April 28 2011
Many design aficionados will doubtless be crossing the Atlantic over the next three months specifically to visit Savage Beauty, a major retrospective of the late Alexander McQueen’s work at the New York Metropolitan Museum’s Costume Institute (May 4-July 31). The exhibition might seem to have been mounted with almost indecent haste, only 15 months after the designer’s suicide, but its curator wanted to do it while McQueen’s studio design team is still in place, the archive intact and memories fresh.
Apart from offering close-up insight into the extraordinary, extreme talent and painstaking, perfectionist work of a great creative designer who started as a humble tailor’s apprentice, the exhibition will also bring back memories for anyone for whom McQueen’s shows were highly anticipated events – equally capable of generating fear or wonder. McQueen was one of the few designers whose greatest shows are known by name – mention a title to anyone who was there and the collection’s style and context are immediately conjured up. He was also obsessed with the macabre, in a good-humoured way – his jokes included a skeleton in a front-row seat and a model dragging a gilded dog skeleton along the catwalk.
Perhaps unsurprisingly, the skull became McQueen’s trademark – defiant and punkish, it appeared on everything from the scarf that has become a cult classic to shoes and the clasps of clutchbags.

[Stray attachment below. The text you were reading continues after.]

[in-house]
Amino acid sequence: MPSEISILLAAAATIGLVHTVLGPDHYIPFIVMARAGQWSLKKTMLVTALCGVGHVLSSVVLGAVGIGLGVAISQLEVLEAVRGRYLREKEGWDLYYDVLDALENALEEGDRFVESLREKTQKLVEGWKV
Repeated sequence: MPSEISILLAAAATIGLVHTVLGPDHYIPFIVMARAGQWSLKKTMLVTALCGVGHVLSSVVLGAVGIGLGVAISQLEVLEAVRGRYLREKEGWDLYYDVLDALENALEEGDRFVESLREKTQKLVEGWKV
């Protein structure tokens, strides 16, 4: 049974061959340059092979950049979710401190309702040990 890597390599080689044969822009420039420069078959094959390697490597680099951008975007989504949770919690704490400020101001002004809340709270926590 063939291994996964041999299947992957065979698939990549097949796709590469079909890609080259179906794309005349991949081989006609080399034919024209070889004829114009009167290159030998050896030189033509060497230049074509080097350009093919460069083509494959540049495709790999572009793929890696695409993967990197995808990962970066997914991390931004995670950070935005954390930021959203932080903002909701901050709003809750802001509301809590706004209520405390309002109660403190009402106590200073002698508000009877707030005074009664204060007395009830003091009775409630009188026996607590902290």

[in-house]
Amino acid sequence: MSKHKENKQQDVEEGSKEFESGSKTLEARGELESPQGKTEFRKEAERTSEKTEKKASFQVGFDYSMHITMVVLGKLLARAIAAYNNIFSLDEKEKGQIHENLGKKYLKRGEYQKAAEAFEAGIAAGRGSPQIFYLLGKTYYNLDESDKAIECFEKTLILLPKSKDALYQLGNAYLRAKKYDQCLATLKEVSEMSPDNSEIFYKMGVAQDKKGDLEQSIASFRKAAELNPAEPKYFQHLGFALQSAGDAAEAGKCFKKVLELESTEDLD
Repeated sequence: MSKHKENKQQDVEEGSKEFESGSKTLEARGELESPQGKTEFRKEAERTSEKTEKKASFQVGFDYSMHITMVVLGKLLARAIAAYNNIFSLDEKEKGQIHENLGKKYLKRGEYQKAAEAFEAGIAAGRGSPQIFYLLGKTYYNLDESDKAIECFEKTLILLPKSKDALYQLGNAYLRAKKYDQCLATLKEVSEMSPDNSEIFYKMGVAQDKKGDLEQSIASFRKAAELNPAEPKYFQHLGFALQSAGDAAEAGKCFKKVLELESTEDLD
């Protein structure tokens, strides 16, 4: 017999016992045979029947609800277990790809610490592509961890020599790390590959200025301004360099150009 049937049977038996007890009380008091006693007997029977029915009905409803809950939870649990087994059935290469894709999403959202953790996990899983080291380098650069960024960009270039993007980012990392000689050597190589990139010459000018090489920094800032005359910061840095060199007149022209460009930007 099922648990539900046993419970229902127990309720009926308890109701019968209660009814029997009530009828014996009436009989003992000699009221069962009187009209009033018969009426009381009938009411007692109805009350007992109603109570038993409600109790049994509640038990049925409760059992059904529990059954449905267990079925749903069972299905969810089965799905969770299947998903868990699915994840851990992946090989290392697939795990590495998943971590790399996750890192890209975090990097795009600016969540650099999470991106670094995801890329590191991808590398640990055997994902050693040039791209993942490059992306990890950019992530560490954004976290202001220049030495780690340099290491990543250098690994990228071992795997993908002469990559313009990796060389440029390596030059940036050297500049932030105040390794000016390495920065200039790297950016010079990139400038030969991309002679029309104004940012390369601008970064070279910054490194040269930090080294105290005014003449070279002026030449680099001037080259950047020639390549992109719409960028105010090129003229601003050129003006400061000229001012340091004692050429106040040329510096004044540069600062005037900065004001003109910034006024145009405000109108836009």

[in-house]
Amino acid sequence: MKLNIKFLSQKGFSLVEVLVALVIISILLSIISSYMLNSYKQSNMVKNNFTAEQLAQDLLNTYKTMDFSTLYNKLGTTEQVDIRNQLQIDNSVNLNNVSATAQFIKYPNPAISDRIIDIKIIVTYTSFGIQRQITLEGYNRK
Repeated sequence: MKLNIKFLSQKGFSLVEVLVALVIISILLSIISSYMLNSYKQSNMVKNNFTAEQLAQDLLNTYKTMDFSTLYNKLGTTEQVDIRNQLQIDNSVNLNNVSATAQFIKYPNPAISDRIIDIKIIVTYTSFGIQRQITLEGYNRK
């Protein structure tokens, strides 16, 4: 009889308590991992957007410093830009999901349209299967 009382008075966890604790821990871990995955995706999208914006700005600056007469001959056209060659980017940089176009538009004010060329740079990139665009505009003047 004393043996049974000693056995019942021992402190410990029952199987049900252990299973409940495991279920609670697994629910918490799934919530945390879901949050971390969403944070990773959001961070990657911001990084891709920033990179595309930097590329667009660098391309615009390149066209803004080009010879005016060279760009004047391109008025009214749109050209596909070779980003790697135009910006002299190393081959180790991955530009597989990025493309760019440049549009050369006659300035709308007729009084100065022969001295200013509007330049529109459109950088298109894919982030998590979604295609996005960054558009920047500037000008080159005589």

To mark the exhibition, the McQueen company has made a special version of the scarf (pictured) which will itself evoke memories. The design comprises a medley of different skulls from some of the key collections, chosen by head designer Sarah Burton, who was McQueen’s long-time assistant. These include the original classic and Union Jack skulls plus crystal, daisy and dogtooth prints from 2009, two from 2010’s marine-inspired Plato Atlantis collection, one poignantly from his last collection and a folk flower print from Burton’s first, this summer. In silk, it costs £290 and is available for a limited time from May 1 at the Met, from McQueen’s own stores and online